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## Homework Statement

Find the x-component of the ##F_b## (parallell with ##\vec{s}## and the ground) and find the resultant total Force.

Then calculate the total work done by both over a distance of 15 m.

## Homework Equations

[itex] F_{x} = |F| \cdot \cos v [/itex]

[itex] F_{y} = |F| \cdot \sin v [/itex]

[itex] W = \vec{F} \cdot \vec{s} [/itex]

[itex] W = |F| \cdot |s| \cdot \cos{v} [/itex]

## The Attempt at a Solution

I am a science teacher myself, and a student recently asked me an interesting question I hadn't thought of before.

The math here isn't all that hard, and the x and y components of ##F_b## are

##F_{bx} = 500 \cdot \cos{30 } = 500N \cdot \frac{\sqrt{3}}{2} = 433.01N## (Thanks, voko)

##F_{by} = 500 \cdot \sin{30 } = 500N \cdot \frac{1}{2} = 250 N ##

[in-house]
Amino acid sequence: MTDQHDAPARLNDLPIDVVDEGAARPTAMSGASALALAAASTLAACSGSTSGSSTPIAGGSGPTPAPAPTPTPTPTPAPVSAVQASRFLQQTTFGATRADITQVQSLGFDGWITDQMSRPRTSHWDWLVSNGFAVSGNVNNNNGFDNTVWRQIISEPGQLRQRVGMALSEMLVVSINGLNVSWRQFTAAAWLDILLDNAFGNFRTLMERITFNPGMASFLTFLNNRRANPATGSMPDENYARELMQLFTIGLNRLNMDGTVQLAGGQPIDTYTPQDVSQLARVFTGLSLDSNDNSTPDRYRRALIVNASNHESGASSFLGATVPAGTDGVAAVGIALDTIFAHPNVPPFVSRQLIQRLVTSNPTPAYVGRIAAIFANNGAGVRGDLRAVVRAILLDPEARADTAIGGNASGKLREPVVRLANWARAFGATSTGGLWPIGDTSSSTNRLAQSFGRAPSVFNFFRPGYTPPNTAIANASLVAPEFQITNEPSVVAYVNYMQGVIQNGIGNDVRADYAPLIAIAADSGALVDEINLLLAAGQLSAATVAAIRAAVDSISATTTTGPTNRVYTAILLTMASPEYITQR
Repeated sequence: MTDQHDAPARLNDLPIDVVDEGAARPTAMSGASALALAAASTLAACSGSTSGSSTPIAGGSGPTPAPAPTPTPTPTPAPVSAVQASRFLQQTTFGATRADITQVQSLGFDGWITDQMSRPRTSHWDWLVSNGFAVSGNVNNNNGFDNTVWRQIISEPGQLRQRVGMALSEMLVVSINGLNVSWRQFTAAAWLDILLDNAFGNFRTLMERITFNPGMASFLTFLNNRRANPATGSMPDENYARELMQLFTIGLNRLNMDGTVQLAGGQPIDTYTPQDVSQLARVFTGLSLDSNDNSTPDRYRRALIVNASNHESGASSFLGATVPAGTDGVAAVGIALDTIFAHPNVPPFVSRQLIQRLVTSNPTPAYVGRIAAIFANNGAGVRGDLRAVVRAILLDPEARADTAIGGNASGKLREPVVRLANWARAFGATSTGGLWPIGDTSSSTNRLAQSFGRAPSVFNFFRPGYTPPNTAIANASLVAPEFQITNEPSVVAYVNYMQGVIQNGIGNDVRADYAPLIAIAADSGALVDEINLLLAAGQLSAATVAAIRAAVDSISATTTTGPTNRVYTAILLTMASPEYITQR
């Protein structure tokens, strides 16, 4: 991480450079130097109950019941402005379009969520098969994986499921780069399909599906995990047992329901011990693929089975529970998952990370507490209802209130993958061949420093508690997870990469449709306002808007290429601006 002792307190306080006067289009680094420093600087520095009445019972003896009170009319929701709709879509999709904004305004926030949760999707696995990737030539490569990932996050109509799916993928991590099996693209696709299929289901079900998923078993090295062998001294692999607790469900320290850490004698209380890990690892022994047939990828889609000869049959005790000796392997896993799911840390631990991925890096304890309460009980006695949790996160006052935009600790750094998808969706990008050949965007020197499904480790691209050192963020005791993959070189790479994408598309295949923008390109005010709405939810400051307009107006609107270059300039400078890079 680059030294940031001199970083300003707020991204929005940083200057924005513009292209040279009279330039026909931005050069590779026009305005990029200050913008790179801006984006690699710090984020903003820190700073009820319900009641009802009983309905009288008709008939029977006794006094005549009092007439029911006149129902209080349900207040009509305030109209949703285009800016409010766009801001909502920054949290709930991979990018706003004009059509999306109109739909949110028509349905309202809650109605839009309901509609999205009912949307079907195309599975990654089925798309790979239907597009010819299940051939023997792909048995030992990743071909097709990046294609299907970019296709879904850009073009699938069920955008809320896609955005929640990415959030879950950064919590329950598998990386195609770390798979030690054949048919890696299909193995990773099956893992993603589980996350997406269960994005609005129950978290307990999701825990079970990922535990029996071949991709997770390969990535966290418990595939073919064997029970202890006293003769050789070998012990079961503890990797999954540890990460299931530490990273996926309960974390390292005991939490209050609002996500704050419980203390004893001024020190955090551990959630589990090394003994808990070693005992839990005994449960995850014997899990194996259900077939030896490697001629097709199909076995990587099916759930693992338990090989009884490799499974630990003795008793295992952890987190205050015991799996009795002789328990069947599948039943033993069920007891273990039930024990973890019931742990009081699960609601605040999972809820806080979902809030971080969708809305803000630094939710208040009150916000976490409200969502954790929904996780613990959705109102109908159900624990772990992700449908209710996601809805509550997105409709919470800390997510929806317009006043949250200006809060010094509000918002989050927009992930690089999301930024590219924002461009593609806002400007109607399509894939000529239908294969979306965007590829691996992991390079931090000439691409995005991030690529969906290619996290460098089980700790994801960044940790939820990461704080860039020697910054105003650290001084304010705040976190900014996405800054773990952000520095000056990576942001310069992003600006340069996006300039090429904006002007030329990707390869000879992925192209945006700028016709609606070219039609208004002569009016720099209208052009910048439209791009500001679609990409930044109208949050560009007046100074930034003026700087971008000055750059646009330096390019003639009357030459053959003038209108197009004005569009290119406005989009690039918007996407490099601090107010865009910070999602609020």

Now, the question which confuses me is how and why these 2 forces doesn't match up to be equal to 500. From a purely mathematical point of view, I know that they are added via pythagoras and that the math is correct, so that isn't my issue.

Since this is actual forces we are talking about,

**how is the sum of the forces he is transferring to the object NOT equal to the force he is dragging on the rope with**?

Again, let me stress that I know the math of how to use pythagoras to add them, but from an intuitive point of view, my student was unable to understand this, and I was unable to explain it intuively.

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